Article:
Early the next morning I took the nature walk leaving right from the campground. The trail led across this pond via a floating boardwalk...
Another view from higher up where the boardwalk and campground can be seen.
I continued on coming across holes in the rock where people from a long time ago had ground seeds.
Much to-do was made by the Park Service to not cross the river. Do not interact with the Mexican people on the other side should you encounter any. Do not buy anything from them. Doing so is a violation of Homeland Security regulations and will be considered contraband and confiscated. And on and on. The truth of the matter was I came to learn that the Park Service is only doing what it is told to do. In fact they would like to see things to revert back to how it was before 9/11/2001. The little village of Los Boquillas relied heavily on the dollars of tourists who visited the park. The villagers would ferry campers across the Rio Grande where they then could walk into the small town, have a few tacos and cervasas and buy the local handmade trinkets and souvenirs. Now that has all been taken away from them (and us) and they are suffering greatly. The Mexican and American fire fighting services worked hand in hand with each other combating fires and even that has been greatly hampered by the idiocy of Washington DC.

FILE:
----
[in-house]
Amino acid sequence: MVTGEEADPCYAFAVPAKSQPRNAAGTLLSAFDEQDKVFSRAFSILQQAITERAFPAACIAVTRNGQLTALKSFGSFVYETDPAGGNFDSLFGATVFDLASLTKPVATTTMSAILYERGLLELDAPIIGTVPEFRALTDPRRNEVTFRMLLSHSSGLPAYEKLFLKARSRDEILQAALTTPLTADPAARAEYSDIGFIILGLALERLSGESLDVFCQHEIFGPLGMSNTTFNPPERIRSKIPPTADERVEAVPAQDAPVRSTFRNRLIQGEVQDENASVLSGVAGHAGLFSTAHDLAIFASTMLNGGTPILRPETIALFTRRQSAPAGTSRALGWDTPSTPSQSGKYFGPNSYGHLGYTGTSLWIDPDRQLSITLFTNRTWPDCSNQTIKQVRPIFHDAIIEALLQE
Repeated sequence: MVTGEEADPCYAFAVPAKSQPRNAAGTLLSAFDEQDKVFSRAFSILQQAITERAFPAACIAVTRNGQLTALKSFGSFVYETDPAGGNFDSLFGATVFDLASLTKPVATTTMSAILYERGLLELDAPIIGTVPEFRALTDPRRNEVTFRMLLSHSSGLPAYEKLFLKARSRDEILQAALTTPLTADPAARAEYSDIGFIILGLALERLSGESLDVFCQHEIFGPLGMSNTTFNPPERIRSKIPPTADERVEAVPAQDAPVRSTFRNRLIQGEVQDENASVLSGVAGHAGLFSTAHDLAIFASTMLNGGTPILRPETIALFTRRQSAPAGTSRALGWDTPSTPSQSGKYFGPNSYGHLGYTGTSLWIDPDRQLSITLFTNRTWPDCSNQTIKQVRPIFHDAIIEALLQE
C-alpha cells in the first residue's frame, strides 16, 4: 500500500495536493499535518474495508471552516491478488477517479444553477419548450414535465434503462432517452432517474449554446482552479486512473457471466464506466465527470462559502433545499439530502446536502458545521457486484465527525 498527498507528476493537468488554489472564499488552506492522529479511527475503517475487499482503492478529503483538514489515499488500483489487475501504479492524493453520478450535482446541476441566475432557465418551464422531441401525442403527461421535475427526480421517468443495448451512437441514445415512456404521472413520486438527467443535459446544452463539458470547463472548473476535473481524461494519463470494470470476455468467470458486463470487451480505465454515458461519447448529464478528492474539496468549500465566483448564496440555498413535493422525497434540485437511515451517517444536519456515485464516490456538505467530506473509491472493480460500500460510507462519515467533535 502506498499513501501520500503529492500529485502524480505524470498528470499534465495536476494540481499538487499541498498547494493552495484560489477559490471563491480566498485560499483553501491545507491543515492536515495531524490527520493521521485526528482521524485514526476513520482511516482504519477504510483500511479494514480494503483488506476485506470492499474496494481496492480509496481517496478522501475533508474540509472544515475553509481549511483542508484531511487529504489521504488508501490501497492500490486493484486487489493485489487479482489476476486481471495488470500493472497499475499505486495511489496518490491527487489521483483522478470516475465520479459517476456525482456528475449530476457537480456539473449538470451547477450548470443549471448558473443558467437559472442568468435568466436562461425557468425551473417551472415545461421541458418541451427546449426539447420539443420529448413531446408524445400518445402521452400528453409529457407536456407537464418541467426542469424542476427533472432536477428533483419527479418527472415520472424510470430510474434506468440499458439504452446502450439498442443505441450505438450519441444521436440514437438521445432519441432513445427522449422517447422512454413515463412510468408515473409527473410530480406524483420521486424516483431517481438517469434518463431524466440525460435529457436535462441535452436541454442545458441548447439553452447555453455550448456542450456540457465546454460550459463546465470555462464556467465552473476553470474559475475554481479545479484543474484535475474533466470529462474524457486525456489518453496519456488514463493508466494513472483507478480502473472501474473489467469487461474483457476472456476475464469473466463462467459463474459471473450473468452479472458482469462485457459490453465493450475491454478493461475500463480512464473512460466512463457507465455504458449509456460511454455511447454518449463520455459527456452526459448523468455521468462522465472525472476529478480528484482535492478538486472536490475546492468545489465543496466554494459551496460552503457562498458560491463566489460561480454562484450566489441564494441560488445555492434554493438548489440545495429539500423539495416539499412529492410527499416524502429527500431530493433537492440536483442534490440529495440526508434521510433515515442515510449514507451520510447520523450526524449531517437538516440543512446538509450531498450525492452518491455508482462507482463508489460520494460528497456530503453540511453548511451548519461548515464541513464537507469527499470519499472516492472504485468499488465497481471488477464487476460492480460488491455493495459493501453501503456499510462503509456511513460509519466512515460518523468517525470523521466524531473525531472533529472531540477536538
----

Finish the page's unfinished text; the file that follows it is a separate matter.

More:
I left $5 in the plastic bottle for this and flagrantly displayed it on my dash for the remainder of the trip.
On other trails I found more of these little displays which included nicely made walking sticks beautifully decorated along with other wire and bead work, left for the honesty and generosity of us campers to buy. Each evening in the cover of darkness these poor folk would cross the river and check on their little trail side stores, collecting what money was left for them. The park rangers turn a blind eye.
I sat here by the riverside for a long time, thinking. I thought about how pretty and peaceful it was. How here I sat in America, and there just a stones throw away (I tried it and did hit the other side) was Mexico. How simple and poor their lives were, how complicated and rich was ours. How I held in my hands photography equipment worth more than what a family over there can earn in a year or more. I felt a bit embarrassed, ashamed.
Two totally different cultures and lifestyles seperated by less than 100 feet of water.
The village of Los Boquillas below the Sierra del Carmen